Isabella Bollynge holds one tenement with croft
measuring 2½ perches 2 feet at the end beside the highway, 2½ perches
at the other end; it thus comprises 1 rood 12½ perches, and one foot
less a grain.
William le Baker holds one tenement with croft measuring 4 perches 2½ feet
at the end beside the highway, and 3½ perches 2 feet at the other end,
while 20½ perches in length; It thus comprises 1½ roods, 19¾ perches,
1 foot, 3 inches.
John Bamptone holds a tenement with croft
measuring 3½ perches 2 feet at the end next to the highway,
and 4 perches 1 foot at the other end, while 20¼ perches in length;
it thus comprises 1½ roods, 19 perches, 4¾ feet, 1 grain.
Richard Belgrave holds a tenement with croft
measuring 5 perches at the end next to the highway, and 4¼ perches
at the other end, while 21 and five-eighths perches in length; it thus comprises
half an acre, 19½ perches, 3½ feet less a grain. Of which there is,
at the foot of the croft across from the holding of Henry Halewy, a tenement
elsewhere referred to as Pryuyte, and it comprises 12 perches in all.
John Blake holds one tenement with croft, at one time called
Goseford, measuring 1½ perches 4 feet
at the end next to the highway, and 5 perches 6 feet at the lower end of
the curtilage facing the croft, while the right side measures 8 perches;
the tenement with curtilage thus comprises 28½ perches, 1 foot less an inch.
That croft measures 5 perches 6 feet at its upper end, 13 perches at
the lower end next to Hythe Croft, while along the right side, towards the south,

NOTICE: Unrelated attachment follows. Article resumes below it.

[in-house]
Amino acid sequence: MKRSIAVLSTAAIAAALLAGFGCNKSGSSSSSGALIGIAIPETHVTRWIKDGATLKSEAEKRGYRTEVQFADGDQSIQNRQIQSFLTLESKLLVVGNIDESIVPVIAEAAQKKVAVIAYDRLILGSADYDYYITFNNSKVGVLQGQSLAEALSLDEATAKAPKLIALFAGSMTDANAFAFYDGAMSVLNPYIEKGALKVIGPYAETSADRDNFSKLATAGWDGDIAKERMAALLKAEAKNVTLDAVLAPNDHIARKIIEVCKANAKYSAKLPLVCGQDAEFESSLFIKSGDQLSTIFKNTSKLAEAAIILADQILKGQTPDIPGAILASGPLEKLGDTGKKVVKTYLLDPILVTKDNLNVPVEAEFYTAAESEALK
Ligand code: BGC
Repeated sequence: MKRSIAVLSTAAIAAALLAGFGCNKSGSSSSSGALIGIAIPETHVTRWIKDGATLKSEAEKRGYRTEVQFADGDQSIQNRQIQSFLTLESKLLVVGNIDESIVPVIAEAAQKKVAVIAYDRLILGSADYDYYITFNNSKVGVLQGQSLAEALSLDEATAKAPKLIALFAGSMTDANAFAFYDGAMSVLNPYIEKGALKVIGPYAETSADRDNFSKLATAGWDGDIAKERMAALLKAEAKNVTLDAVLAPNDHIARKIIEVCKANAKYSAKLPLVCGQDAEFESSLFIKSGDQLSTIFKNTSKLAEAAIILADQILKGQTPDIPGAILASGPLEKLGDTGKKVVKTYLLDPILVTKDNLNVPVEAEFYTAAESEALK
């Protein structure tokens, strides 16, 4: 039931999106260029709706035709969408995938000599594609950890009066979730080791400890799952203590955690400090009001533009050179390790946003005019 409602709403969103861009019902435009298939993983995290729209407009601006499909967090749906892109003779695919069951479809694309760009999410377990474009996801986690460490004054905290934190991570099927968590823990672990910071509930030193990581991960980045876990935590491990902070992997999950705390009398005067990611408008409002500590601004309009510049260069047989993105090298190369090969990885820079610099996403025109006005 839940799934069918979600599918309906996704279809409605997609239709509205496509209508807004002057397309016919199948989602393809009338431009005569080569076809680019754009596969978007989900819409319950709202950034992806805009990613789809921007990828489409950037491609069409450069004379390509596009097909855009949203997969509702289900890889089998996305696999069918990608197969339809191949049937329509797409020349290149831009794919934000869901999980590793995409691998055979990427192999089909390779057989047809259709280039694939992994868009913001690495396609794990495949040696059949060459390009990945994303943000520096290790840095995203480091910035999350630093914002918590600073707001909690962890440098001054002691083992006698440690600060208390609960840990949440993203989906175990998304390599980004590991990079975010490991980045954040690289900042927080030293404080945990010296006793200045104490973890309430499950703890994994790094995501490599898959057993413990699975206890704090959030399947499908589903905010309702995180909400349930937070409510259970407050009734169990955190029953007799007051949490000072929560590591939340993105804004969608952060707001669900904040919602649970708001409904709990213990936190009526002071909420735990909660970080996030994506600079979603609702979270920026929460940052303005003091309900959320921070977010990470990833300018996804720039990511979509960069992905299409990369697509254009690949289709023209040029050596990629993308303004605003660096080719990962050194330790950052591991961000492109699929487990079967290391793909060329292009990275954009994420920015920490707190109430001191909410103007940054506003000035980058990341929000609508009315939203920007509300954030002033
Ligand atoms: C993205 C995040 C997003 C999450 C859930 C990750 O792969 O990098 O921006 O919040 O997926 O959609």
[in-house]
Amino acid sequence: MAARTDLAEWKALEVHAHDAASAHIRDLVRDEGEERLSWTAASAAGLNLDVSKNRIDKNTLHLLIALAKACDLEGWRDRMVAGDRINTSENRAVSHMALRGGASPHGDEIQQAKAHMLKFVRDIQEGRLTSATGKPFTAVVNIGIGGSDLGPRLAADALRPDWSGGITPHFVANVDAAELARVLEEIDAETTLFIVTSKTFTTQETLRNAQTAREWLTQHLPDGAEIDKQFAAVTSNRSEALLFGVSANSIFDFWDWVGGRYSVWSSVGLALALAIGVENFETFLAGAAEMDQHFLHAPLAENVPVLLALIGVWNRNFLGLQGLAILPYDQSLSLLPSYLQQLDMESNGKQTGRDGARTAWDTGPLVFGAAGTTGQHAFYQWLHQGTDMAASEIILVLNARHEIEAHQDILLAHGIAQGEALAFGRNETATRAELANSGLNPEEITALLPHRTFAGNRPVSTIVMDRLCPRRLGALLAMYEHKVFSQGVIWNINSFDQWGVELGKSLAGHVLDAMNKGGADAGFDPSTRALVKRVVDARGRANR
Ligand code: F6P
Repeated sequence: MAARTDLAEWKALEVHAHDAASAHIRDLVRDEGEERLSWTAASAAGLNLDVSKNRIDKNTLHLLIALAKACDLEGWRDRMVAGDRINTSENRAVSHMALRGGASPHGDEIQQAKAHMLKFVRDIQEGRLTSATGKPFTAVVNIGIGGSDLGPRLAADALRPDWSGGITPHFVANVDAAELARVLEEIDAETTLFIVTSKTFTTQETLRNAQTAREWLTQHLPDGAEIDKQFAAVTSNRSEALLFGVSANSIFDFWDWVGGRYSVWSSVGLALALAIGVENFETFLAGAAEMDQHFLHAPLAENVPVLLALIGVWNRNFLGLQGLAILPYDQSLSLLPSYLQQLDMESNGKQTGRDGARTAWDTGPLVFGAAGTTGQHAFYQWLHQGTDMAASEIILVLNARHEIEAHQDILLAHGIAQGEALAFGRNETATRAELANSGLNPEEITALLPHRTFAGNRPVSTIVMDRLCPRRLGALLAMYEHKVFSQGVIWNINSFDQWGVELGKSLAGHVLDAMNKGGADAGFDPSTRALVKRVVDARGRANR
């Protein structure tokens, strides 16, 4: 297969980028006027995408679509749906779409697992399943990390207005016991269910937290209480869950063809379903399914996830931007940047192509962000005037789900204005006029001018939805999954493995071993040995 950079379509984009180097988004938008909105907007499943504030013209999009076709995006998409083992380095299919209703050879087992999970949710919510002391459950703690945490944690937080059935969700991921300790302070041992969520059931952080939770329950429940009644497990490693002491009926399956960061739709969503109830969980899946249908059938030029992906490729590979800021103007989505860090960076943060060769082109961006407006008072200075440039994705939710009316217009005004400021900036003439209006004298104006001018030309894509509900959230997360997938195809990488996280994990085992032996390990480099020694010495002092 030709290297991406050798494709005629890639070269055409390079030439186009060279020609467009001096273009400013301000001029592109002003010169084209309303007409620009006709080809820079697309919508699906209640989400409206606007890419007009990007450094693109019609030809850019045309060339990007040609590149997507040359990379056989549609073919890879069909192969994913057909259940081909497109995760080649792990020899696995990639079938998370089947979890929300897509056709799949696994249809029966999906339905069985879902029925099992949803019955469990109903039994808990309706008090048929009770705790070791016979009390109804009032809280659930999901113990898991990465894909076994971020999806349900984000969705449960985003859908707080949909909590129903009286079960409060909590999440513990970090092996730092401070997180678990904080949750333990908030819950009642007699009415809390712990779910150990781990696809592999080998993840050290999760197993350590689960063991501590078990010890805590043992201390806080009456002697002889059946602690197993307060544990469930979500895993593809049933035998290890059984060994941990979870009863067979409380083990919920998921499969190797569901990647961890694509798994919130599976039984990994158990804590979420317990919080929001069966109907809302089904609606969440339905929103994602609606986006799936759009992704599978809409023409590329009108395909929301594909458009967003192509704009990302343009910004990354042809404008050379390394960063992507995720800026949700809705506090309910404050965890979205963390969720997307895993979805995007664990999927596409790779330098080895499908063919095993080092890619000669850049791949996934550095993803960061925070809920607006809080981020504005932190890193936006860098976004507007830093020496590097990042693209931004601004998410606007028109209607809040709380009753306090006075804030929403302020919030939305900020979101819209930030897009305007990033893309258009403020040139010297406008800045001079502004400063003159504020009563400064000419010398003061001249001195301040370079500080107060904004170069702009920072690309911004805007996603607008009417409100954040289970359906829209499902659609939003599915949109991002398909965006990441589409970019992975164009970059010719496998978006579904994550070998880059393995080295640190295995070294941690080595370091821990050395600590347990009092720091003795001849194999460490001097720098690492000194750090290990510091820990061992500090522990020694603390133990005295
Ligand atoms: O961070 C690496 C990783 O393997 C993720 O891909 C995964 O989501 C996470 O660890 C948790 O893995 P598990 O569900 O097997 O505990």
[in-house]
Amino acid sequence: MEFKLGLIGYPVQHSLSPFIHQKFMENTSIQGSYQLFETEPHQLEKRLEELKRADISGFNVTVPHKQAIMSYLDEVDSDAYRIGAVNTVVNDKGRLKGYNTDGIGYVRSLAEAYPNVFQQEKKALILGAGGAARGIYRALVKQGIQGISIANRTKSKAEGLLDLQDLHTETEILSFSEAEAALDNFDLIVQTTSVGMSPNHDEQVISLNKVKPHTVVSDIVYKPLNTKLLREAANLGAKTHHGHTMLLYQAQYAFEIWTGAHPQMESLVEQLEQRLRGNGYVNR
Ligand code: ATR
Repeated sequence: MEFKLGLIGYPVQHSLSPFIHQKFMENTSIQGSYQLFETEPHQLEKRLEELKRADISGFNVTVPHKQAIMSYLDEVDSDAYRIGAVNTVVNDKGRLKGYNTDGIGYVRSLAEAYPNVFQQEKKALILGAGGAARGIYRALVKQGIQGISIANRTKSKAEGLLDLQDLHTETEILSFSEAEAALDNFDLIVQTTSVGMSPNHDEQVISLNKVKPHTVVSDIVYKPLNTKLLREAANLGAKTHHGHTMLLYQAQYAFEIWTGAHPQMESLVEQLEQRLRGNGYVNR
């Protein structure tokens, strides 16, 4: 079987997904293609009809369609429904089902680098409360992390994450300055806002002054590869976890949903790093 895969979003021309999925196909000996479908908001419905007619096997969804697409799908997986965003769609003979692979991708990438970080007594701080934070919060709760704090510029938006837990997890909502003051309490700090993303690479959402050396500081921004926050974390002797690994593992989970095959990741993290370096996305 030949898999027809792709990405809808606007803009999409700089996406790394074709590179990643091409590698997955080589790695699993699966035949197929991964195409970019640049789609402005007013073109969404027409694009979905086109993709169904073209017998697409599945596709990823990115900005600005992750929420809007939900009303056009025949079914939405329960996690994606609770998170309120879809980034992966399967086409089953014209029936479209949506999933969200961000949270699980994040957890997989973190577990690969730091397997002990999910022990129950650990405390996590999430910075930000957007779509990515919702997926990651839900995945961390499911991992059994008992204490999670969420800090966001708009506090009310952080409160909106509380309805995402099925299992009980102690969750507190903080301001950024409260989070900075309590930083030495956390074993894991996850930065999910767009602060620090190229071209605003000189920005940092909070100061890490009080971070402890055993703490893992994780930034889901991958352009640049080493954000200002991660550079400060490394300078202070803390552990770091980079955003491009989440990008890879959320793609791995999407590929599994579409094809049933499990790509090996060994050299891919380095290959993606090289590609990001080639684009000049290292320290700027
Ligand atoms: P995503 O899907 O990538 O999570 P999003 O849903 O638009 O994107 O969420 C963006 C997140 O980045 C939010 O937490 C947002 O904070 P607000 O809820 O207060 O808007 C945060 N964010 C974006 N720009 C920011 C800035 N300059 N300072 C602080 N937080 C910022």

it measures 21 perches; the croft thus comprises 1 acre, half a rood,
13 perches, and half a foot.
Total acreage of the entire New Land: 18 acres, 1½ roods, three-quarters of a perch, 1½ feet, 1 inch, 1½ grains.
Eynsham is today a large Oxfordshire village in the Upper Thames Valley, not quite within the orbit of its county town; the Thames runs east of Eynsham and is met, to the north-east, by the River Evenlode. That it once aspired to borough status is reflected in the above documents the first of which is part prospectus and part borough charter, the second a view of the tenements laid out to form the borough. It is also reflected in the continued presence of a High Street with associated market square, and in a lane (immediately north-west of the borough) once known as Town's End for the main road westwards left Eynsham there which gave rise to a local toponymic surname. The Victoria County History account of medieval Eynsham consistently refers to it by the terms 'borough' and 'town', though a little too liberally, and partly because of the tendency of authors of that series to render villata as town, often without due consideration. That it has long been of at least some small significance is suggested by a reference in the Anglo-Saxon Chronicle to it as one of four Romano-British settlements falling into the hands of the Saxons in 571 and by the suspicion that it was the site of a minster by the eighth century. However, its main interest, from the perspective of urban history, is as the location of one of the numerous small planned towns planted during the High Middle Ages; and particularly as a foundation that illustrates how new towns were not guaranteed to prove successful.